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This group should be used instead of approaches such as putting nonroot users into the sudoers(5) file.

1 Users may not access files and subdirectories inside any /proc/[pid] directories but their own (the /proc/[pid] directories themselves remain visible).

Sensitive files such as /proc/[pid]/cmdline and /proc/[pid]/status are now protected against other users.

In SELinux, this attribute is reset on execve(2), so that the new program reverts to the default behavior for any file creation calls it may make, but the attribute will per‐ sist across multiple file creation calls within a program unless it is explicitly reset.

In SELinux, a process can set only its own /proc/[pid]/attr/fscreate attribute.

This means that /proc/[pid] entries can no longer be used to discover the PIDs on the system.

This doesn't hide the fact that a process with a specific PID value exists (it can be learned by other means, for example, by "kill -0 $PID"), but it hides a process's UID and GID, which could other‐ wise be learned by employing stat(2) on a /proc/[pid] directory.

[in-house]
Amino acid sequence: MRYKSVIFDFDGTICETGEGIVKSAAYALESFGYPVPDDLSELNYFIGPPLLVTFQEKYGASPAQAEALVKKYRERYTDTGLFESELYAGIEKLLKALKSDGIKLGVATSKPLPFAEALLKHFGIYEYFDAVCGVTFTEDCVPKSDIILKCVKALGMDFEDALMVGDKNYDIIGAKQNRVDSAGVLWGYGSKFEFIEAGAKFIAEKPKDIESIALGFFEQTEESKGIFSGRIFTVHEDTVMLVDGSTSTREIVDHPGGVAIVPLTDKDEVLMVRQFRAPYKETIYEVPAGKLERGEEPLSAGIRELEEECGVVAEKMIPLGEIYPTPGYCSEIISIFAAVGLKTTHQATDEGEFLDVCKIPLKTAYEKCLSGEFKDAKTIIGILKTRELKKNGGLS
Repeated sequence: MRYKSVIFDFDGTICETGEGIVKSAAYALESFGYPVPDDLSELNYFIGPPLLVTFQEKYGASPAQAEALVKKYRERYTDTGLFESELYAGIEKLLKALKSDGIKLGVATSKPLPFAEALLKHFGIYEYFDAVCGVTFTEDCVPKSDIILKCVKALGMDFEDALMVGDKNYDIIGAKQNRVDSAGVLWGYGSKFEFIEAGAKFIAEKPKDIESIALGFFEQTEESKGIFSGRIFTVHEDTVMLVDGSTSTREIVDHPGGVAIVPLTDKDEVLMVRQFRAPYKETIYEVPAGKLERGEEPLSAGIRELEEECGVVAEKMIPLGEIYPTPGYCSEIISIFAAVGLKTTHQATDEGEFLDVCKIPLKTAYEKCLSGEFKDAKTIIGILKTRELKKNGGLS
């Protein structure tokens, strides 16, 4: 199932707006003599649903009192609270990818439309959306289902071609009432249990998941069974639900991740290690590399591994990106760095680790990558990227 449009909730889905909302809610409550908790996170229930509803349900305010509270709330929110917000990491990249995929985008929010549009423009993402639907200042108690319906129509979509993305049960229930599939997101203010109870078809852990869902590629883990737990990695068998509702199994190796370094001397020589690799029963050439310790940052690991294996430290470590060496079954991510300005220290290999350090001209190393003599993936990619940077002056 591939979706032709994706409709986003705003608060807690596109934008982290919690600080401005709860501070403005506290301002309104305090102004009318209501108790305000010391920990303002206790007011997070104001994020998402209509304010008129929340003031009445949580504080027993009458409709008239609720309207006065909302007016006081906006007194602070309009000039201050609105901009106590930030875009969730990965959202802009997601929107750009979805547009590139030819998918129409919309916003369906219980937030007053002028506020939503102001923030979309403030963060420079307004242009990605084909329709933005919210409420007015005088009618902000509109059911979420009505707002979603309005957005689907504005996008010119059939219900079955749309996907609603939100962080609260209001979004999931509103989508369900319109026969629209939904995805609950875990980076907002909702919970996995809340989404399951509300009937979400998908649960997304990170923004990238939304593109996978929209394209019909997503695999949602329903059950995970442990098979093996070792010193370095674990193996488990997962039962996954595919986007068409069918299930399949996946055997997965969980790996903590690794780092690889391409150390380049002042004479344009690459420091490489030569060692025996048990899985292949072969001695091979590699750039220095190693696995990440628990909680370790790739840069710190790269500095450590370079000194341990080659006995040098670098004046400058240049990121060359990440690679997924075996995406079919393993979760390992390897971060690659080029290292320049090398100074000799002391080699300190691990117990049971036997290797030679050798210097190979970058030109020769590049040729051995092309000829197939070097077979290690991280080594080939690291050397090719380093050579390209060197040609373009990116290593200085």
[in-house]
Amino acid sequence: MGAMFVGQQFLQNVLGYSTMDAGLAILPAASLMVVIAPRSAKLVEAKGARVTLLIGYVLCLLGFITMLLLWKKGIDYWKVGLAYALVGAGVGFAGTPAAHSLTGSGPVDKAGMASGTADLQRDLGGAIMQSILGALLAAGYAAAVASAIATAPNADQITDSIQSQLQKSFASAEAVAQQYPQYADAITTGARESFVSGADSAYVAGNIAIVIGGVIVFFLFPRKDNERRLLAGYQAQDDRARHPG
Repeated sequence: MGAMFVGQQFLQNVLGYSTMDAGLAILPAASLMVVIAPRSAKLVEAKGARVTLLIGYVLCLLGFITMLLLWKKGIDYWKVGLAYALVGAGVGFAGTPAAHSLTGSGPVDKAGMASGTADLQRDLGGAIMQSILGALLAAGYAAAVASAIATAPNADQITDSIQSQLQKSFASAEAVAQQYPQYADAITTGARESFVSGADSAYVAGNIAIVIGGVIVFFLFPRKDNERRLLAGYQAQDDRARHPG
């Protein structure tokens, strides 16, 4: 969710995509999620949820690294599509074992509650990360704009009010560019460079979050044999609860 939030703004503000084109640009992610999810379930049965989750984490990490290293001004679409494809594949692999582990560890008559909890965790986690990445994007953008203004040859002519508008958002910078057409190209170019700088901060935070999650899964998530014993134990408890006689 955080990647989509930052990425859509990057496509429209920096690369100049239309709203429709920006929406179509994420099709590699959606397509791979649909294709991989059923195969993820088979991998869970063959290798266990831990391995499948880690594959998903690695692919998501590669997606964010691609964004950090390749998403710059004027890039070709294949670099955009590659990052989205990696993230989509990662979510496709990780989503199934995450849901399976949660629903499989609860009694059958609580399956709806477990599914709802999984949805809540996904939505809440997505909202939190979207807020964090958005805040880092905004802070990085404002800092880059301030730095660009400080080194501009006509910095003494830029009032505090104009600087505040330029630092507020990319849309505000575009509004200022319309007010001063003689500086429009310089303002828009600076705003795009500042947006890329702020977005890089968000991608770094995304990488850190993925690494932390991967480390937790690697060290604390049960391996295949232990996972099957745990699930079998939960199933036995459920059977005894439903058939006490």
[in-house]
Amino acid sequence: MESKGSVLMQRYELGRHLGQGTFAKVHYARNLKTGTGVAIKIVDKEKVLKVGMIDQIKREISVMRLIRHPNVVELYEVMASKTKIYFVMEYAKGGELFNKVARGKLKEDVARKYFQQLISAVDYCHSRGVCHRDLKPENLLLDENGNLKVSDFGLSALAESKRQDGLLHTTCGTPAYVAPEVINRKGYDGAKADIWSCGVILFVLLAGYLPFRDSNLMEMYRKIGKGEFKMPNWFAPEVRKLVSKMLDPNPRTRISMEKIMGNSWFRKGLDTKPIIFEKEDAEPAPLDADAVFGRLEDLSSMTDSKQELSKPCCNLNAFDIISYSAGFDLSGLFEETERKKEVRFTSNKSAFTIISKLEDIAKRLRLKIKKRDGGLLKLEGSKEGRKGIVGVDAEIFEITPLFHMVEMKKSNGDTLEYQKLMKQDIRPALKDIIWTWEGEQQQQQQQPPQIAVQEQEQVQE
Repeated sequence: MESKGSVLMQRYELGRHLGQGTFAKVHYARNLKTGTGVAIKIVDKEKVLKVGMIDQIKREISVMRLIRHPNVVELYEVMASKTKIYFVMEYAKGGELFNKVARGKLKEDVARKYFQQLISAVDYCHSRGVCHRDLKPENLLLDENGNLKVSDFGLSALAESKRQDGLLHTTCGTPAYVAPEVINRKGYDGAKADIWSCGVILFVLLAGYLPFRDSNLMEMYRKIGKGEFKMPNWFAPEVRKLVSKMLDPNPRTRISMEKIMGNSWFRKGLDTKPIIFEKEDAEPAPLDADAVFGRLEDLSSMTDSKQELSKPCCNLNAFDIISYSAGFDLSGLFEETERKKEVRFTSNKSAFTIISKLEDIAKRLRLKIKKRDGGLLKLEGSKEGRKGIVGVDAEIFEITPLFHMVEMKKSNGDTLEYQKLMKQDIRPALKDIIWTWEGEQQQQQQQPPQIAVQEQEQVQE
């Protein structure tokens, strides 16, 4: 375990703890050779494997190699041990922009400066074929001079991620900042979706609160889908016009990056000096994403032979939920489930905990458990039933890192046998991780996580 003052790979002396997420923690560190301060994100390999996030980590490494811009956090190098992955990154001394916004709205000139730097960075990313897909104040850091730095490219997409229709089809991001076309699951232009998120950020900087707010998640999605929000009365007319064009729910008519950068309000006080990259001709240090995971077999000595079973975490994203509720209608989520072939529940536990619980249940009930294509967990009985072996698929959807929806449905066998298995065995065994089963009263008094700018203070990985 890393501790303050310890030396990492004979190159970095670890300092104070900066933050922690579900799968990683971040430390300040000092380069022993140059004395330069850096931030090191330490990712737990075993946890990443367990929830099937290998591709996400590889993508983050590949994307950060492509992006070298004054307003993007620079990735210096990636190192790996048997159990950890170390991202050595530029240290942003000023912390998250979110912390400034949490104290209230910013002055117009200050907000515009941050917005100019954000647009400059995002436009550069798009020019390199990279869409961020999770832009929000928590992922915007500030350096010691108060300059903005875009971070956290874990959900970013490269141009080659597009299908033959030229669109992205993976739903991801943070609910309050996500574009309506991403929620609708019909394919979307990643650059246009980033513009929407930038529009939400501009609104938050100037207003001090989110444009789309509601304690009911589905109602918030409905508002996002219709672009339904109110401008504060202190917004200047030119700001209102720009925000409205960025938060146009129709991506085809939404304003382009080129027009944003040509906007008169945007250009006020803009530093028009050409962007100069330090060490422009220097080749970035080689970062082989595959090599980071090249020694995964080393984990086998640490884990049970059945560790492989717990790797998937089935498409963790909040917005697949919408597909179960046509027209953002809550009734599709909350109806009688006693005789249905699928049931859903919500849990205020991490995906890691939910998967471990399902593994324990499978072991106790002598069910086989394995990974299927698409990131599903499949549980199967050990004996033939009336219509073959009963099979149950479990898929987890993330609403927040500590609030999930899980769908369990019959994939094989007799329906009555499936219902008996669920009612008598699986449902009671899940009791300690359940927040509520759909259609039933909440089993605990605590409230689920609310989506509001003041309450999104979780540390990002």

The argument, n, is one of the fol‐ lowing values: 0 Everybody may access all /proc/[pid] directories.

This is the traditional behavior, and the default if this mount option is not specified.

These files are normally owned by the effective user and effective group ID of the process.

However, as a security measure, the ownership is made root:root if the process's "dumpable" attribute is set to a value other than 1.

Resetting the "dumpable" attribute to 1 reverts the ownership of the /proc/[pid]/* files to the process's real UID and real GID.

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